I listen to my gut and look in there… I think I see something. I quickly tell my sister I have to go and yell for Jim to come downstairs. I lay her on my lap and sure enough I can see something!! He brings me a flashlight and I see A PINK NERD in her ear… I look at Jim and say, “I don’t think you can get this one!” (Yes, that means we have done this before… why our children like to put stuff in their ears and noses is beyond me, but they do.)

[The ER…]

We have this routine down… but not when jacked up on sugar. The kids are antsy, the waiting room semi-packed full of random kids with face masks (and not the ones for Halloween, the kind you get to prevent spreading your germs). I cringe!!

The triage nurse thinks she can get the Nerd out… we say go for it!! She brings in this plastic pick like tool, swoops and… Nothing!! She tells Sahara to sit up, tilts her head and taps the other side of her head and shakes her head a bit… Nothing!! (Yes, that freaked me just a bit!) Sahara puts her finger in her ear before anyone can stop her and it went back to its original position. As the nurse confides in us that she used to work with autistic kids, she says she will make us a priority on the list to get a room.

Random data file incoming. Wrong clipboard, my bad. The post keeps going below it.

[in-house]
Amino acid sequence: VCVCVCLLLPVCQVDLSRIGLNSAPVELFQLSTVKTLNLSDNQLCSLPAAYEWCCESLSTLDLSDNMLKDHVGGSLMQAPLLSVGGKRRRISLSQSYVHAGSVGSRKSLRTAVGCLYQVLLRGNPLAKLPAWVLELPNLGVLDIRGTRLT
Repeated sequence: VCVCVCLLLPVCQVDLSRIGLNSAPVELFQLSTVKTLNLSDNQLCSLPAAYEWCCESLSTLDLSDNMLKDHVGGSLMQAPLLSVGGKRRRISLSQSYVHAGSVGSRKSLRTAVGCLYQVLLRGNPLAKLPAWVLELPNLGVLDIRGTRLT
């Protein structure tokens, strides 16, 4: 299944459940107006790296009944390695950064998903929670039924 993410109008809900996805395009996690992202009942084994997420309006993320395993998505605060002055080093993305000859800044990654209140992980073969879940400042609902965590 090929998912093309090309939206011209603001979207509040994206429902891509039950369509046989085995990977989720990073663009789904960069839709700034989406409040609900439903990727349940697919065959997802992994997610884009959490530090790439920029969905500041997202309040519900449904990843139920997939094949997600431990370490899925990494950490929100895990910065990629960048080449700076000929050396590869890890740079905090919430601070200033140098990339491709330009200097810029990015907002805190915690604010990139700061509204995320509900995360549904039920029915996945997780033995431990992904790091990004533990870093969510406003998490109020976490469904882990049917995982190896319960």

Within 45 minutes of arriving we are escorting to a room in the ER. I note it is room 28… Emily’s favorite number… perhaps a good sign!

[Or maybe not…]

The ER nurse come in and attempts the same procedure as the first without luck… Sahara is starting to get agitated and I switch positions with my husband so Sahara doesn’t see my concern on my face. (I openly admit I am not calm in emergencies…. especially when my child is screaming in pain!) This nurse goes to get the charge nurse. When the Charge Nurse comes in she starts talking in a normal manner questioning Sahara… whom I answer for. The CN doesn’t see the nerd and starts to question us, “How do you know something is in there? … Did she Tell you? … If you did see it, what color is it?” She pushes my buttons “… just bc YOU can’t see it doesn’t make us or the other 2 nurses wrong… it is in there! We saw it!”

Nurse #1 looks again… “Yes, it is there [tells her location]”. The CN claims she sees it now and tries to swoop it out with the plastic hook… and makes Sahara’s ear bleed… Sahara is screaming, I am cringing, and Emily is repeating, “What is wrong with you mom?” Over and over again! Jim takes a deep breath and is once again our rock!!

Nurse #1 and the CN leave after discussing our options: 1) try the plastic hook again 2) flush it out with warm water… we choose 2.

[Enter Nurse #3]

“Hi Honey, what were you for Halloween?”

I snap, “She can’t answer you… she has autism!”